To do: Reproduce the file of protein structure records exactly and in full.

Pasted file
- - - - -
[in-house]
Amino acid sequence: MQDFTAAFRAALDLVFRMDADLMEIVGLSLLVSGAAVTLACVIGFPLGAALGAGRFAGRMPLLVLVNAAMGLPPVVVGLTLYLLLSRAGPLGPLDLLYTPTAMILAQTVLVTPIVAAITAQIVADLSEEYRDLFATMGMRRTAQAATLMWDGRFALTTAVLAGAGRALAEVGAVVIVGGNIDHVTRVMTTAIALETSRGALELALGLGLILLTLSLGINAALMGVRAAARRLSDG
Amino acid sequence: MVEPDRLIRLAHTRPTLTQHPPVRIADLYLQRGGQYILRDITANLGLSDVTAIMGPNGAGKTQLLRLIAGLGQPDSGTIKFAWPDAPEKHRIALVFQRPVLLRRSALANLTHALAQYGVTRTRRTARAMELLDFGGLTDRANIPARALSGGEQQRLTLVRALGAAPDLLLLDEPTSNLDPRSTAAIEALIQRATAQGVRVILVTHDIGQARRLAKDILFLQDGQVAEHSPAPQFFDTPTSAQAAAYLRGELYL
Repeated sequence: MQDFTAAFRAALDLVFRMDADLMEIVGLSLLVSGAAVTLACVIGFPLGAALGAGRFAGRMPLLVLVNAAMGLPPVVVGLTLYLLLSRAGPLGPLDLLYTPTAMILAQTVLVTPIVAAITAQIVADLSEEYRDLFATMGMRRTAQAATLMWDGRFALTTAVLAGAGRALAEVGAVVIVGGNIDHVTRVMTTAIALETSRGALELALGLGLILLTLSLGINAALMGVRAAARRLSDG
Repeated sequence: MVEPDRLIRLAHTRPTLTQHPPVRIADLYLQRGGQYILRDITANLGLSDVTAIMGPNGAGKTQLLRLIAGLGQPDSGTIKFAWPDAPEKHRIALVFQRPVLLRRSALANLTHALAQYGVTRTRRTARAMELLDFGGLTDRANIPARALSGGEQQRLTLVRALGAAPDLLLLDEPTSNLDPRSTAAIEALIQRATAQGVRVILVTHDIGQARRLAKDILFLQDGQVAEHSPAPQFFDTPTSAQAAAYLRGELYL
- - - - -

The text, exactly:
[in-house]
Amino acid sequence: MQDFTAAFRAALDLVFRMDADLMEIVGLSLLVSGAAVTLACVIGFPLGAALGAGRFAGRMPLLVLVNAAMGLPPVVVGLTLYLLLSRAGPLGPLDLLYTPTAMILAQTVLVTPIVAAITAQIVADLSEEYRDLFATMGMRRTAQAATLMWDGRFALTTAVLAGAGRALAEVGAVVIVGGNIDHVTRVMTTAIALETSRGALELALGLGLILLTLSLGINAALMGVRAAARRLSDG
Amino acid sequence: MVEPDRLIRLAHTRPTLTQHPPVRIADLYLQRGGQYILRDITANLGLSDVTAIMGPNGAGKTQLLRLIAGLGQPDSGTIKFAWPDAPEKHRIALVFQRPVLLRRSALANLTHALAQYGVTRTRRTARAMELLDFGGLTDRANIPARALSGGEQQRLTLVRALGAAPDLLLLDEPTSNLDPRSTAAIEALIQRATAQGVRVILVTHDIGQARRLAKDILFLQDGQVAEHSPAPQFFDTPTSAQAAAYLRGELYL
Repeated sequence: MQDFTAAFRAALDLVFRMDADLMEIVGLSLLVSGAAVTLACVIGFPLGAALGAGRFAGRMPLLVLVNAAMGLPPVVVGLTLYLLLSRAGPLGPLDLLYTPTAMILAQTVLVTPIVAAITAQIVADLSEEYRDLFATMGMRRTAQAATLMWDGRFALTTAVLAGAGRALAEVGAVVIVGGNIDHVTRVMTTAIALETSRGALELALGLGLILLTLSLGINAALMGVRAAARRLSDG
Repeated sequence: MVEPDRLIRLAHTRPTLTQHPPVRIADLYLQRGGQYILRDITANLGLSDVTAIMGPNGAGKTQLLRLIAGLGQPDSGTIKFAWPDAPEKHRIALVFQRPVLLRRSALANLTHALAQYGVTRTRRTARAMELLDFGGLTDRANIPARALSGGEQQRLTLVRALGAAPDLLLLDEPTSNLDPRSTAAIEALIQRATAQGVRVILVTHDIGQARRLAKDILFLQDGQVAEHSPAPQFFDTPTSAQAAAYLRGELYL